A new study published today by the British Medical Journal (BMJ) has found that women don’t need to delay getting pregnant after miscarriage and that women who conceive within six months of an initial miscarriage have the best chance of having a healthy pregnancy with the lowest complication rates.
Lead author, Sohinee Bhattacharya from University of Aberdeen, says that current World Health Organisation (WHO) guidelines recommending that women who experience a miscarriage should wait at least six months before getting pregnant again may need to be reviewed. The researchers reviewed the data of over 30,000 women who attended Scottish hospitals between 1981 and 2000.
The results found that women who conceived again within six months were less likely to have another miscarriage, termination of pregnancy or ectopic pregnancy compared to women who got pregnant between six and 12 months after their initial miscarriage. The women who conceived within six months were also less likely to experience a caesarean section, deliver prematurely or have low birth weight babies.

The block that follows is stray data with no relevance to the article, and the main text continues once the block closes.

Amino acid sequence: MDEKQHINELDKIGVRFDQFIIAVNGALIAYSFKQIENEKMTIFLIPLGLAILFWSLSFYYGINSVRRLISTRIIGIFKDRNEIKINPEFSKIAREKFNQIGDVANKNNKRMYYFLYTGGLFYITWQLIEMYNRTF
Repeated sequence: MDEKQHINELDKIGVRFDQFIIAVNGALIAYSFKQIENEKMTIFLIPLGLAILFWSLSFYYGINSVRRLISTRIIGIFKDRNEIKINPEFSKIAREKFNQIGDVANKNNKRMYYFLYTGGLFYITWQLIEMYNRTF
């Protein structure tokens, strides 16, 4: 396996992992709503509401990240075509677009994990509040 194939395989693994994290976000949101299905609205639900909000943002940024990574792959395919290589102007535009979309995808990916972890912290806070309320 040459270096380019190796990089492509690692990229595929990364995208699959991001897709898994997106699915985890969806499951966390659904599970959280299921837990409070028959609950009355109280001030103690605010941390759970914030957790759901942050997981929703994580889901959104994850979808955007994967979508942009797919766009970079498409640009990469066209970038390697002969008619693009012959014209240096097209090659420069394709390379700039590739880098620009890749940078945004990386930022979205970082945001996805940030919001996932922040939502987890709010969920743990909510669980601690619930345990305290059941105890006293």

Mary Newburn, Head of Research & Information, NCT, said:
“The findings of this new study are interesting and important. As the authors say, in developed countries like the UK, the age at which women have children has been increasing year on year. As a result, the balance of risks and benefits in relation to the timing of a pregnancy after a miscarriage is very likely to be different from the balance for women in developing countries, who are generally younger, have larger families and are less well nourished.
Sub-fertility and infertility increases with age, so it will be very reassuring to many women planning a pregnancy in their thirties or forties to know that if they miscarry they do not need to wait before conceiving again.”